One way to start to honor and recuperate some of the lost cultural wealth of Indigenous people in settler-colonial regions is to offer a land acknowledgement. It recognizes Indigenous stewardship and the deeper socio-environmental histories of these places. A land acknowledgement can be posted on buildings and websites, and read aloud before events like conferences, lectures, and celebrations. It has become standard practice on many university campuses in North America, New Zealand, and Australia. To open this lesson, read your university’s land acknowledgement. If you are not a member of the Indigenous Nation(s) that historically cared for the land that your university occupies, research these cultural groups. How do you see ecological values being expressed through stewardship, whether as an outsider who is researching or as a member of the First Nations of this land?

Teaching Assignments

Co-Evolutions: Indigenous Knowledge and Scientific Research (One, 75-minute class)

  1. As preparation for the session, have learners view the 18-minute short film, Remembering Our Past, Nourishing Our Future, from the Kluane First Nation of the Canadian Yukon. Learners should take notes on the Western colonial history of tribal land exclusion, the subsistence traditions that the Kluane seek to preserve and pass on, and how their work overlaps with scientific research on climate change and animal health.


  2. (10 min) After The Hook above, begin the lesson by reviewing these Lesson PPT slides.


  3. (10 min.) Screen the 3-minute video on SIKU, the Indigenous Knowledge Social Network. This app is a resource for Indigenous Arctic hunters to share in real time their observations of conditions, including: ice safety, animal tracking, and ecological community health. Ask the participants to reflect on the two videos and consider the following questions:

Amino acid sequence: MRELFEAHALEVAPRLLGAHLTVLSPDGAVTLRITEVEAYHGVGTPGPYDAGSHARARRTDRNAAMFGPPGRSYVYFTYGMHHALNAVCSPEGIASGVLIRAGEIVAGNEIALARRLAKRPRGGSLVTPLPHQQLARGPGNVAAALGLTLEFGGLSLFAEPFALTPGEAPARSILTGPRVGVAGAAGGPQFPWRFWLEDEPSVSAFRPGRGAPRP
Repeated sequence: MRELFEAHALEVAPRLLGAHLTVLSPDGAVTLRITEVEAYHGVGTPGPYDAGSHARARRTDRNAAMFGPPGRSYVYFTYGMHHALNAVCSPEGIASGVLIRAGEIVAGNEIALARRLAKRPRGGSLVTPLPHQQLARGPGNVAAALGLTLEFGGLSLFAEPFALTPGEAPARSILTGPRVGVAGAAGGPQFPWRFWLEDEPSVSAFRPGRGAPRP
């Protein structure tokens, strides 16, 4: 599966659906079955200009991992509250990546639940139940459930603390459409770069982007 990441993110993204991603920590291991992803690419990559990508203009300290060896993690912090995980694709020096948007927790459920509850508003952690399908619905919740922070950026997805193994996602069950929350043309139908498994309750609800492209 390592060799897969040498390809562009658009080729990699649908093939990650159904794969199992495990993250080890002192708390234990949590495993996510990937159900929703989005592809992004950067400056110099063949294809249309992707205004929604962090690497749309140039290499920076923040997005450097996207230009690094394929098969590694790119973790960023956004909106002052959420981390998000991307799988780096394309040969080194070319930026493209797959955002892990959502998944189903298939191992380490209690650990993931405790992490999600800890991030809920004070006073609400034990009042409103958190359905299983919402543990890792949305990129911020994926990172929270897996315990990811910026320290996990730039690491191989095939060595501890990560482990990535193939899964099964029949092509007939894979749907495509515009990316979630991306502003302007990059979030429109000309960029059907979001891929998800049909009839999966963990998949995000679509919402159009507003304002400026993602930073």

• How do the values, perspectives, and approaches of Indigenous hunters contrast from a Western position that is trained to find value in natural resource extraction and individual benefits?


    • How have Western preservationist and extractionist values affected the ability of Indigenous tribes to practice their cultural traditions?


    • How have Western technologies and scientific approaches aided and enhanced the work of Indigenous groups, especially in more recent collaborations that prioritize co-creation, respect, transparency, and shared governance?


  4. (5 min) Direct learners to the ArctiConnexion Projects website, which contains profiles of ongoing collaborations on Water Quality, Food & Wildlife, and Culture & Knowledge. Divide the class into groups of 3-5 learners and assign each group one of these three topics. Depending on the class size, there may be multiples of each group.


  5. (20 min.) Ask learners to review all the projects profiled under their heading (3-4 each). For each project, make note of:


    • The project locale, topic of concern, research design, and findings or results if available.


    • The types of individuals and groups involved in sampling, monitoring, and interpreting research data. For example, does the project involve Indigenous youth, elders, and/or non-Indigenous scientists?